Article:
In recent issues of The National Interest, there has been an ongoing discussion as to whether Iran can be deterred as the Soviet Union was during the Cold War. I have serious doubts. The ideology that governs Iran is as noxious as the radicalism that fuels Al-Qaeda. Moreover, the resurgence of the fanatical spirit of the Iranian Revolution, and President Mahmoud Ahmadinejad's commitment to exporting the revolution to Lebanon, the greater Middle East and the entire Muslim world, calls into question whether we can expect a nuclear Iran to be a rational state actor disciplined by deterrent doctrines such as "mutually assured destruction." Maurice R. Greenberg, who met with Ahmadinejad in New York this past September, summed it up: "We can't deal with him. You can't deal with this guy. I do not believe that we should let him come into possession of the capabilities to manufacture a nuclear device, or achieve it by an indirect means, such as buying it from somebody else."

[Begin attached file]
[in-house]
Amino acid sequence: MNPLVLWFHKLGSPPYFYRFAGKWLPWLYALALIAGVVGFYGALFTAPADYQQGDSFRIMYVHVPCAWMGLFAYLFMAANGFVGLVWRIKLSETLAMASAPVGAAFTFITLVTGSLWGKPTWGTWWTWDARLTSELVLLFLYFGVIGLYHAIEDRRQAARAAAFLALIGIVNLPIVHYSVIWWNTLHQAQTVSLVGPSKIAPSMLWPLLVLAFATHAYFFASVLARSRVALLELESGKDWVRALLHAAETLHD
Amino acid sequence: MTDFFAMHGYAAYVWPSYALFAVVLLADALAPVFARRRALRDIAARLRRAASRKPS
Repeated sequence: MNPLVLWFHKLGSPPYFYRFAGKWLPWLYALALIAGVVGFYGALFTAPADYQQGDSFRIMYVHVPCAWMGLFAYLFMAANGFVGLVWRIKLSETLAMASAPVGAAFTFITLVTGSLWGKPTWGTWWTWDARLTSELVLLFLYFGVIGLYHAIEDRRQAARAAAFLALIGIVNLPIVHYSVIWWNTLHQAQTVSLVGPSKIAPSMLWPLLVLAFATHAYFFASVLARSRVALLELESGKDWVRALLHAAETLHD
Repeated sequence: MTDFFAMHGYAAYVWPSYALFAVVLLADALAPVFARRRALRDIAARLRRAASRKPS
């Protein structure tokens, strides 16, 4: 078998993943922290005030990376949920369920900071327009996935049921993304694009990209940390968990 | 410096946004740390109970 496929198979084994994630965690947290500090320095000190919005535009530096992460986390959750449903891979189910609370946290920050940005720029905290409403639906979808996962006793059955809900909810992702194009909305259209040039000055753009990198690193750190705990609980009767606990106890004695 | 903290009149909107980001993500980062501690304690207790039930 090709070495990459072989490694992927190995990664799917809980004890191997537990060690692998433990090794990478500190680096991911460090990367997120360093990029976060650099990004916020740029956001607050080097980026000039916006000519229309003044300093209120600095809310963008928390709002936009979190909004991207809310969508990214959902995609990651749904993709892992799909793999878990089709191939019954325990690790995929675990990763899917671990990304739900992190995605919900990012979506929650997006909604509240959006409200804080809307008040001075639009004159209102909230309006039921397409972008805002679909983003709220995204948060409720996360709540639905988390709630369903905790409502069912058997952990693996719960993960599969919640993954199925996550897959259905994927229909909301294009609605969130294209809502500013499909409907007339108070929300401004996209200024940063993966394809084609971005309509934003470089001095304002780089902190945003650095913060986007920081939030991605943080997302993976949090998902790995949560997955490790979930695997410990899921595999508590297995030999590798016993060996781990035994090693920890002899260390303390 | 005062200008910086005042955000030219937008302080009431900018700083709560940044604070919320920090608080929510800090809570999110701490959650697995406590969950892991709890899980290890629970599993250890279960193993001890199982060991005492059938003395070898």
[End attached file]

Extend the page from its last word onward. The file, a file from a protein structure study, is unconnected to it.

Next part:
While no one truly knows if a nuclear Iran would target Israel-though President Ahmadinejad continues to give this assumption credence-it is clear that a nuclear Iran will mean an emboldened Iran. Iran has taken full advantage of the break-up of the Soviet Union, and the void left in Central Asia and the Middle East, to make its bid for regional supremacy. The regime already uses surrogate terrorist organizations like Hizballah and Hamas to spread terror, while avoiding direct links to these cowardly activities. Proxy wars, like the battle this past summer between Hizballah and Israel, will become the rule-not the exception-and this could lead to increased clashes between Iranian-trained and financed groups and U.S. forces, a pattern already evident in Iraq.